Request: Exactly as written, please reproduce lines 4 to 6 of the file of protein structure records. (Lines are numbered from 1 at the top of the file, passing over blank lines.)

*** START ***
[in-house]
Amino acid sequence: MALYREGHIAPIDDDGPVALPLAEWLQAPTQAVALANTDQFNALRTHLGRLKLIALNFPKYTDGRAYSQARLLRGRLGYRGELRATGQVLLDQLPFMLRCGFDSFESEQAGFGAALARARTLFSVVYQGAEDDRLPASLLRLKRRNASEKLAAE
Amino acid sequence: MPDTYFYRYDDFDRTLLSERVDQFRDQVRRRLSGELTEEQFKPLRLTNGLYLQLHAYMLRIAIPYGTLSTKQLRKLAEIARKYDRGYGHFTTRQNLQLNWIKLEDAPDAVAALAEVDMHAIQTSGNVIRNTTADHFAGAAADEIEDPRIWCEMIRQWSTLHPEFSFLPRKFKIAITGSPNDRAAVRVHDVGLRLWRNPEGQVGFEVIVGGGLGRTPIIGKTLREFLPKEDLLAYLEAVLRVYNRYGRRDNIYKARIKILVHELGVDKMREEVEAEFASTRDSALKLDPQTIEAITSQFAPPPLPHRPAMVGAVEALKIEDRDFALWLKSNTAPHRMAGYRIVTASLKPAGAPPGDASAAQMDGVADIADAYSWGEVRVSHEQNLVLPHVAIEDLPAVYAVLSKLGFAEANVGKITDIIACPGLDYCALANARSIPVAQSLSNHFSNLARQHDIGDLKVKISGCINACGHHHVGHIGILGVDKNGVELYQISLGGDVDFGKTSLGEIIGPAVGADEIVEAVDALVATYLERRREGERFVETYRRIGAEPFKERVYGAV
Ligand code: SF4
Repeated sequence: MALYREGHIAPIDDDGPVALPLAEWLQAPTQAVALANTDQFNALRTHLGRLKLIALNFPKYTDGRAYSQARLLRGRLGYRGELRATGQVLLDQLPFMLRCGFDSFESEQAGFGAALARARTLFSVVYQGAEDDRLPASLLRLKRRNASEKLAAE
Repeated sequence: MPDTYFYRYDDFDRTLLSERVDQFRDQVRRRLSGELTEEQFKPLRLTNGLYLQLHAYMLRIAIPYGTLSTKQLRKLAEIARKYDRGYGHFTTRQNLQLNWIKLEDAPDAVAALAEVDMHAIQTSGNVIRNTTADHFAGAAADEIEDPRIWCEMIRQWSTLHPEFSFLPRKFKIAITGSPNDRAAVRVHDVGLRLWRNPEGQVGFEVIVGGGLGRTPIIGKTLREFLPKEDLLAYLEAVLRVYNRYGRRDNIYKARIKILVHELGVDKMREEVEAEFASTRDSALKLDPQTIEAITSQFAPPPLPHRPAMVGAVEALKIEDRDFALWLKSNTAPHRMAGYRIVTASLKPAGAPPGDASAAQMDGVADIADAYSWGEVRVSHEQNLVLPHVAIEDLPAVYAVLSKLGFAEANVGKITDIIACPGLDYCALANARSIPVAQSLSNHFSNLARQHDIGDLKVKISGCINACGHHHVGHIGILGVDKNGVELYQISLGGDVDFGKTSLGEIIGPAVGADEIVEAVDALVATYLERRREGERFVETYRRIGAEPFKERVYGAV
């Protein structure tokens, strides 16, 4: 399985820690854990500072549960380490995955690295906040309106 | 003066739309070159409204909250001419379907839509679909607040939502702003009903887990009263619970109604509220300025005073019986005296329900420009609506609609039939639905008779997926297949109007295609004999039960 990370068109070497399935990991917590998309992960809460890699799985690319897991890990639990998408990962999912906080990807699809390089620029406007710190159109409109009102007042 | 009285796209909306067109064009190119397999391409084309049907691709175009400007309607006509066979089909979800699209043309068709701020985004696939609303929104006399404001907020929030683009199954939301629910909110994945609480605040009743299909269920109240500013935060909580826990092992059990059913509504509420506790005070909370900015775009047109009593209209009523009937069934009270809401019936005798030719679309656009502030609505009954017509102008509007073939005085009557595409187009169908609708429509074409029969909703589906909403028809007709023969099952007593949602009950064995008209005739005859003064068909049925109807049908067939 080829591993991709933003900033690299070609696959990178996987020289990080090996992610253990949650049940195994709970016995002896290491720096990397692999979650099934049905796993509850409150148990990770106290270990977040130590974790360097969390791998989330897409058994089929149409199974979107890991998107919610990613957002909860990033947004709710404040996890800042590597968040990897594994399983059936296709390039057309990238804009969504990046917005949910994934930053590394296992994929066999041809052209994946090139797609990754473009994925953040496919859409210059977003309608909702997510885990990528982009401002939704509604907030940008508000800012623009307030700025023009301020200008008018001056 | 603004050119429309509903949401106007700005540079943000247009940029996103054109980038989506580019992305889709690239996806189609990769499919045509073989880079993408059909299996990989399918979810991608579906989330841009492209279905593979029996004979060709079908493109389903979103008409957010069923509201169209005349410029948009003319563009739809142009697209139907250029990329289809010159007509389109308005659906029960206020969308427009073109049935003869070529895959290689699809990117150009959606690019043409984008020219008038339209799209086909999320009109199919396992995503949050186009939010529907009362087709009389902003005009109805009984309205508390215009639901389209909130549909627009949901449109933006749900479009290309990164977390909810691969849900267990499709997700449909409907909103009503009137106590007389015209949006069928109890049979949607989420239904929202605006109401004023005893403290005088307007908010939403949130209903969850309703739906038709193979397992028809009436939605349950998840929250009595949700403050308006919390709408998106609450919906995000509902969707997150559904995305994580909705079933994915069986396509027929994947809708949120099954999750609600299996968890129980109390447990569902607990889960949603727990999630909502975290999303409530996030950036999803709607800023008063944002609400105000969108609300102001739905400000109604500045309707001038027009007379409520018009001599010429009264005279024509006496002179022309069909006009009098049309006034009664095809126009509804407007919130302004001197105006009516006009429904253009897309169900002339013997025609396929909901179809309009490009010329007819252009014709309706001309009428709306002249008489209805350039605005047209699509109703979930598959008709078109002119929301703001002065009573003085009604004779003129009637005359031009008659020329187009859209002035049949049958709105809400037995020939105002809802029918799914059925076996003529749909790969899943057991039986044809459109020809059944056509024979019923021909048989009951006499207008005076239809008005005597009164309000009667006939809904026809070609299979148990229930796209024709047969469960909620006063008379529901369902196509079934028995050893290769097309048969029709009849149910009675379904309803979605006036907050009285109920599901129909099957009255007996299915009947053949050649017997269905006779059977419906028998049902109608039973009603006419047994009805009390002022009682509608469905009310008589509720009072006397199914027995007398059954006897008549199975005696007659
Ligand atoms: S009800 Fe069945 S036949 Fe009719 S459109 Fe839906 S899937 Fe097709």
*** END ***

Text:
Ligand code: SF4
Repeated sequence: MALYREGHIAPIDDDGPVALPLAEWLQAPTQAVALANTDQFNALRTHLGRLKLIALNFPKYTDGRAYSQARLLRGRLGYRGELRATGQVLLDQLPFMLRCGFDSFESEQAGFGAALARARTLFSVVYQGAEDDRLPASLLRLKRRNASEKLAAE
Repeated sequence: MPDTYFYRYDDFDRTLLSERVDQFRDQVRRRLSGELTEEQFKPLRLTNGLYLQLHAYMLRIAIPYGTLSTKQLRKLAEIARKYDRGYGHFTTRQNLQLNWIKLEDAPDAVAALAEVDMHAIQTSGNVIRNTTADHFAGAAADEIEDPRIWCEMIRQWSTLHPEFSFLPRKFKIAITGSPNDRAAVRVHDVGLRLWRNPEGQVGFEVIVGGGLGRTPIIGKTLREFLPKEDLLAYLEAVLRVYNRYGRRDNIYKARIKILVHELGVDKMREEVEAEFASTRDSALKLDPQTIEAITSQFAPPPLPHRPAMVGAVEALKIEDRDFALWLKSNTAPHRMAGYRIVTASLKPAGAPPGDASAAQMDGVADIADAYSWGEVRVSHEQNLVLPHVAIEDLPAVYAVLSKLGFAEANVGKITDIIACPGLDYCALANARSIPVAQSLSNHFSNLARQHDIGDLKVKISGCINACGHHHVGHIGILGVDKNGVELYQISLGGDVDFGKTSLGEIIGPAVGADEIVEAVDALVATYLERRREGERFVETYRRIGAEPFKERVYGAV